Abuse of Dominant Position – Meaning, Determination and Case Laws

By | April 23, 2018
Abuse of Dominant Position

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The abuse of dominant position is one of the ways of interfering with competition in the marketplace. Abuse is stated to occur when an enterprise or group of enterprises use its dominant position in the relevant market in an exclusionary land in an exploitative manner.

Abuse of dominant position impedes fair competition between firms, exploits consumers and makes it difficult for others players to compete with the dominant undertakings on merits.

Abuse of dominant position includes-

  1. Imposing unfair conditions or price
  2. Predatory pricing
  3. Limiting production/market
  4. Creating barriers to entry and applying dissimilar conditions to similar transactions

Determining Abuse of Dominant Position

For determining abuse of dominance – it involves a three-step process. First, is the determination of the relevant market which is assessed on the basis of relevant product/ geographical market. The second stage is the determination of dominance in that relevant market and the third stage is the determination of abuse of that dominant position.

  1. Relevant Market

Under Section 2(r) of the Competition Act, 2002, relevant market means the market which may be determined by the Commission with reference to the relevant product market or the relevant geographical market or with the reference to both the markets. The determination of the relevant market is a key to measure a defendant’s ability to lessen or destroy competition. Therefore, it is essential to define the relevant market and it must be defined from both geographical and product points of view. In Standard Oil Co. of California and Standard Stations Inc. vs. the United States [337 U.S. 293], SC defined the relevant market, as the area of the effective competition, within which the defendant operates.

Relevant geographical market means a market comprising the area in which the conditions of competition for the supply of the goods or provision of the services or demand of goods or services are distinctly homogeneous and can be distinguished from the condition prevailing in the neighboring areas.

Relevant product market means a market comprising all those products or services which are regarded as interchangeable or substitutable by the consumer, by the reason of the characteristics of the products or services, their prices, and intended use.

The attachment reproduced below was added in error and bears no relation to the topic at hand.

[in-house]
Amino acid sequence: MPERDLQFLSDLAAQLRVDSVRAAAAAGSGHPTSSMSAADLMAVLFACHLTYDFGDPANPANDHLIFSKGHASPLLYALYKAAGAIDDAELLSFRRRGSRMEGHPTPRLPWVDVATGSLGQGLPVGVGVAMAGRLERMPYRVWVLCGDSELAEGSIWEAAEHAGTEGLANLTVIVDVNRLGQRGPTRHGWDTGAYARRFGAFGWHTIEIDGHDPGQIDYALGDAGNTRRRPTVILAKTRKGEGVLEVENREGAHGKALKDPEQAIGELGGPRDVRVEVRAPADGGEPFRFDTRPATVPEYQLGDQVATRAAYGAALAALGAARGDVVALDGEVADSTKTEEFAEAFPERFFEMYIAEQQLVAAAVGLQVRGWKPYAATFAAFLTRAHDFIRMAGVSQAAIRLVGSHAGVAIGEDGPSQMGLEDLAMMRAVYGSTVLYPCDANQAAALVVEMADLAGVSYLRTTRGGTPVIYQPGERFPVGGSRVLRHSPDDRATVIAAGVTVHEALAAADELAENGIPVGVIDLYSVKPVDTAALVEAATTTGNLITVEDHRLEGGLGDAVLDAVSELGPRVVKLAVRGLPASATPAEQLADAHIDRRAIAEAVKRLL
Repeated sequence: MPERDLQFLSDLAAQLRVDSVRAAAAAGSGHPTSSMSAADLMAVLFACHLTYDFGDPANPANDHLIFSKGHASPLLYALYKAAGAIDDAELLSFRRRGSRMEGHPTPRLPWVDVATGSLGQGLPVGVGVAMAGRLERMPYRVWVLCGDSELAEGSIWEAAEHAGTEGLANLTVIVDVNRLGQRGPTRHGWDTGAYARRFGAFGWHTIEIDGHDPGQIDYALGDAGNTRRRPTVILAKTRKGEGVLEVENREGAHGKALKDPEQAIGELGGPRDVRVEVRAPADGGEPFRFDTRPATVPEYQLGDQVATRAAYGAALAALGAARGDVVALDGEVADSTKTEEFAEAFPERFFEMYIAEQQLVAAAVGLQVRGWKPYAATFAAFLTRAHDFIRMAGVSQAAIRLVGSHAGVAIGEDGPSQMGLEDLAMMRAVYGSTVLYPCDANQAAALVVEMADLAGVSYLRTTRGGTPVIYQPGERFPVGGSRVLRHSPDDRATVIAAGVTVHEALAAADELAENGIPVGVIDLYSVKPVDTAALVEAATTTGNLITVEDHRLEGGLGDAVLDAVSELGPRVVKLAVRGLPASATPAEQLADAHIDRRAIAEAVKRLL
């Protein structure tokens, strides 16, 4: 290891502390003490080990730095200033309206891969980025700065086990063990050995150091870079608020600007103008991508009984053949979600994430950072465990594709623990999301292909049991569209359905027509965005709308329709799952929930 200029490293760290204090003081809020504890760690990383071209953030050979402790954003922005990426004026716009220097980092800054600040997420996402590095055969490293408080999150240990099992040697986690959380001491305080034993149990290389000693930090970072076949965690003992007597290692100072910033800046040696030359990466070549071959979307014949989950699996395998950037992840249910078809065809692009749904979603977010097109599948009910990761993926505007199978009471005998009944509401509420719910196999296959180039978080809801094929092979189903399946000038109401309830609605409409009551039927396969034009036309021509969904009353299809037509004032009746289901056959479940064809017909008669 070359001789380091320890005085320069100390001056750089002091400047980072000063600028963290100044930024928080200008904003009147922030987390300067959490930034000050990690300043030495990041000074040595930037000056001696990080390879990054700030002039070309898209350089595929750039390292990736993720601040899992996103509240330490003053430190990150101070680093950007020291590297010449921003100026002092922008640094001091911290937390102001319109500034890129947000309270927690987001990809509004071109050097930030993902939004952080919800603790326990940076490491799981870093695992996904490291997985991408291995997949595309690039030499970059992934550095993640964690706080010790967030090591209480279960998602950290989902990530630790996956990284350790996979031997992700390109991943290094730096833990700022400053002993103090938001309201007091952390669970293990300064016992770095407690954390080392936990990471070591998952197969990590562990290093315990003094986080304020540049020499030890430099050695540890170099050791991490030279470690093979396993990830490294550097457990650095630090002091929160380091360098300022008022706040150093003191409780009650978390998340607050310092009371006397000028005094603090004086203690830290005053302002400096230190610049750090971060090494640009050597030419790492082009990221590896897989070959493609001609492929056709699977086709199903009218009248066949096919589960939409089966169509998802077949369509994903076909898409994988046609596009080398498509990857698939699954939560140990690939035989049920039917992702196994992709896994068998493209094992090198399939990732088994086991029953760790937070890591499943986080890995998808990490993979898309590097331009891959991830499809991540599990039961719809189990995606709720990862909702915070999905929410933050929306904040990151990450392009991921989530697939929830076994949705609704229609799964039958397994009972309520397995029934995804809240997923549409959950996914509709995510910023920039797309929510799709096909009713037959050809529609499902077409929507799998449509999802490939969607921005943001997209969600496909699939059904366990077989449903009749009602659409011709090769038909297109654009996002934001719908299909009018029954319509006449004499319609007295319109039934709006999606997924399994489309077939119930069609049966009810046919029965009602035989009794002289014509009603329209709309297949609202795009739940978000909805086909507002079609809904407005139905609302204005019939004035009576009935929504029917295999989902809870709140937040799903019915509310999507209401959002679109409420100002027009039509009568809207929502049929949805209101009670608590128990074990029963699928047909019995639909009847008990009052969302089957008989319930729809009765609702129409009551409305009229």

1. Dominance

Section 4(1) of the Act prohibits any enterprise from abusing its dominant position. Dominant position means a position of strength, enjoyed by an enterprise, in the relevant market, in India, which enables it to –

  1. Operate independently of competitive forces prevailing in the relevant market; or
  2. Affect its competitors or consumers or the relevant market in its favor.

In American Tobacco Co. vs. United States [328 US 781], Court observed that a dominant position is a market controlling position, capable of driving competing business from the market and also dictating price. Section 19(4) of the Act enumerates factors that determine dominant position.

  1. Abuse of Dominant Position

Dominance per se is not considered bad under competition law in any jurisdiction, however, it has been universally accepted that abuse of such dominance constitutes an anti-competitive practice. The acts of the abuse of dominant position are set out in Section 4(2)(a to e) of the Act:

  1. Imposing unfair or discriminatory conditions or price(including predatory pricing)
  2. Limiting or restricting production, market, technical or scientific development relating to goods or services
  3. Practices resulting in the denial of market access
  4. Conditional contract as an abuse of dominant position
  5. Using dominant position in one relevant market to enter into other relevant markets.

Case Laws:

  • M/s Maharashtra State Power Generation Company Ltd. and Ors vs. Coal India Ltd. And Ors. [Case Nos. 03, 11 and 59 of 2012]
  • Shri Surinder Singh Barmi vs. Board of Control of Cricket in India [[2013] 113 CLA 57]
  • DLF Ltd. vs. Belaire Owner’s Association [2011 102 CLA 336 (CATDEL)

Contributed By – Lakshay Anand


  1. SCC Online
  2. T. Ramappa, Competition Law in India, Oxford Publication, 2013

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